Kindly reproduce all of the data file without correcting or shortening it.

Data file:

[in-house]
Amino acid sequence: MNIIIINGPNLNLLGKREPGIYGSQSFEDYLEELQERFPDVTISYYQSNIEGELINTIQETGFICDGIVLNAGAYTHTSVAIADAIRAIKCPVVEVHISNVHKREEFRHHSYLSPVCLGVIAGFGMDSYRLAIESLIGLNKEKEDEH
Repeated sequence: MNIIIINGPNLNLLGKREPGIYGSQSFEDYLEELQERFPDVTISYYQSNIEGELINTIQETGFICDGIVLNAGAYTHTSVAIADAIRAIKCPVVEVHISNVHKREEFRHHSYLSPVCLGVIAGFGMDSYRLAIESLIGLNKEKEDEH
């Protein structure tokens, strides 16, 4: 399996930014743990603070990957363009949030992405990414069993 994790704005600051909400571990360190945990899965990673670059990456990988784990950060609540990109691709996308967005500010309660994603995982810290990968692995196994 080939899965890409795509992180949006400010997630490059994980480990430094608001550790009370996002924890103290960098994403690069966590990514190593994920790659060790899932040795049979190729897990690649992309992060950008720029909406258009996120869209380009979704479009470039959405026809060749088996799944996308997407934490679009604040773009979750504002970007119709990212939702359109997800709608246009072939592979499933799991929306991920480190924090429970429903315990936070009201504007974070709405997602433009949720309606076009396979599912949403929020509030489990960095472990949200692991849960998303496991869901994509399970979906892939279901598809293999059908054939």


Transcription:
[in-house]
Amino acid sequence: MNIIIINGPNLNLLGKREPGIYGSQSFEDYLEELQERFPDVTISYYQSNIEGELINTIQETGFICDGIVLNAGAYTHTSVAIADAIRAIKCPVVEVHISNVHKREEFRHHSYLSPVCLGVIAGFGMDSYRLAIESLIGLNKEKEDEH
Repeated sequence: MNIIIINGPNLNLLGKREPGIYGSQSFEDYLEELQERFPDVTISYYQSNIEGELINTIQETGFICDGIVLNAGAYTHTSVAIADAIRAIKCPVVEVHISNVHKREEFRHHSYLSPVCLGVIAGFGMDSYRLAIESLIGLNKEKEDEH
């Protein structure tokens, strides 16, 4: 399996930014743990603070990957363009949030992405990414069993 994790704005600051909400571990360190945990899965990673670059990456990988784990950060609540990109691709996308967005500010309660994603995982810290990968692995196994 080939899965890409795509992180949006400010997630490059994980480990430094608001550790009370996002924890103290960098994403690069966590990514190593994920790659060790899932040795049979190729897990690649992309992060950008720029909406258009996120869209380009979704479009470039959405026809060749088996799944996308997407934490679009604040773009979750504002970007119709990212939702359109997800709608246009072939592979499933799991929306991920480190924090429970429903315990936070009201504007974070709405997602433009949720309606076009396979599912949403929020509030489990960095472990949200692991849960998303496991869901994509399970979906892939279901598809293999059908054939």